“I would hope the president would veto this bill,” Bayh said. “It’s bad for our country’s finances. It’s bad for our children because we are going deeper into debt to China. It sets a terrible example by showing that politicians are totally out of touch with the sacrifices middle class Americans are making.”
The appropriations bill now on the president’s desk includes federal spending for all FY2010 spending bills that Congress failed to consider on their own merits this year. Overall, the spending bill increases FY09 spending levels by almost $34 billion, or 8.1 percent, and includes more than 5,200 earmarks totaling almost $4 billion.
Senator Bayh was one of only two Democrats to vote against the FY09 omnibus appropriations and one of only three Democrats to vote against the $3.55 trillion federal budget because of unsustainable spending levels. The current year-end spending bill is even more irresponsible than last year’s, Bayh said.
“At a time when families and businesses are struggling to make ends meet, for Washington to increase federal spending at four times the rate of inflation is just irresponsible. And to have 5,000 pork barrel earmark appropriations in there, with politicians showing no willingness to cut back at a time when ordinary folks must—well, that is just deeply wrong.
“Voting against this kind of spending, voting for fiscal responsibility, and voting against pork barrel earmarks was the right thing to do. I am going to continue to stand up against the powers that be in Congress and make the case that it is past time to get our fiscal house in order.”
I think that is enough comment on this one.
Is it true, as IAVA suggests through its vote selections, that any action in support of fiscal discipline is a vote against veterans? I would hate to think that this is true. But it seems that Congress, and IAVA, hold those responsible for voting against further debt as less supportive of veterans. This might make sense if the vote was something simple, where one voted “Aye” or “Nay” on adding $2 billion to the VA Budget in a vacuum. But no such votes ever take place. It’s not A or B with these folks, it’s almost always ABCDEFG or no on ABCDEFG. If you oppose any of those and vote “No” IAVA assumes you opposed every other letter in there.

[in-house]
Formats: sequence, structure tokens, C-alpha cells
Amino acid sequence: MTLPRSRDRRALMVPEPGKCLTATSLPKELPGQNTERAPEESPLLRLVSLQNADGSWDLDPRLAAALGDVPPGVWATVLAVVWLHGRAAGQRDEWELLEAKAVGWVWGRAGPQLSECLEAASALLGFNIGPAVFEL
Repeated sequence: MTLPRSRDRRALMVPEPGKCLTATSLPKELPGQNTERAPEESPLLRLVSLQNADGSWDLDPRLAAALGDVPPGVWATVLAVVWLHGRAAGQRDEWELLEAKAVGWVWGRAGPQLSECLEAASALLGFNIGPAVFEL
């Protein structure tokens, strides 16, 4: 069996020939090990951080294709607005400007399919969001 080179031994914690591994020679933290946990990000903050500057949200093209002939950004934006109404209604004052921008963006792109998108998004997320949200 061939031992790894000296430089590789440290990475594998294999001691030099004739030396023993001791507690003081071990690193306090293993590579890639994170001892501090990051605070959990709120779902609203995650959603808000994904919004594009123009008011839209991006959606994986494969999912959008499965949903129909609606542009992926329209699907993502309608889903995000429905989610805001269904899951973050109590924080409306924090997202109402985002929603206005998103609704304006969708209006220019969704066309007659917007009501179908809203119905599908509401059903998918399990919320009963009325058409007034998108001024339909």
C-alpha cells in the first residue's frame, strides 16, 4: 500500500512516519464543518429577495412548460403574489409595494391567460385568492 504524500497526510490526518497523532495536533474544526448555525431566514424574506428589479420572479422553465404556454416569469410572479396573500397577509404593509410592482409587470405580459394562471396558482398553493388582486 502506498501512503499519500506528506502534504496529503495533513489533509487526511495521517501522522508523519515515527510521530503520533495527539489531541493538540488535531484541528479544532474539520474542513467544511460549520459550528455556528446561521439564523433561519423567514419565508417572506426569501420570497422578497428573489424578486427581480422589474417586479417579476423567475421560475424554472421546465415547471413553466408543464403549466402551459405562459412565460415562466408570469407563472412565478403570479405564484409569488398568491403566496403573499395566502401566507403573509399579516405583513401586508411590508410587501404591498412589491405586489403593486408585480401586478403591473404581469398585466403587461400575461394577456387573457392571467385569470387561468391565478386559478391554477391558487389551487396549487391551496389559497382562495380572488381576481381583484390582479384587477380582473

This (again) isn’t a critique of IAVA as much as it is an indictment on anyone who purports to “score” veterans votes. You just can’t do it. The system is not set up for it. Bills seldom come to the floor in an unadulterated, unadorned state. You get things like a Defense Bill that also had protections for Transgendered persons. And then along comes IAVA who says you must support the latter, or you are opposing the former. I could probably come up with a scoring card right now that would move Senator Feingold from a “D” to an “A” and at the same time move Reid from a “B” to an “F”. But it wouldn’t be fair, because both Senator Feingold and Reid have been great on veteran’s issues. I don’t say that to rile up my friends on the right as much as to state the obvious: without Reid we would be screwed on the “Disabled Veterans Tax.”
The take-away from all this is that this scorecard only shows how people voted on certain bills, amendments and resolutions, it does not (as it is billed) show “Who in Washington Really Supports Our Troops and Veterans.”
If you want to know who truly supports veterans and troops in Congress, then call them, get to know their staffers, find out what they are doing to correct deficiencies. Don’t look at nebulous Christmas Tree bills that contain one tiny nugget that is good for us, buried in 1,000 tons of shit that has nothing to do with us.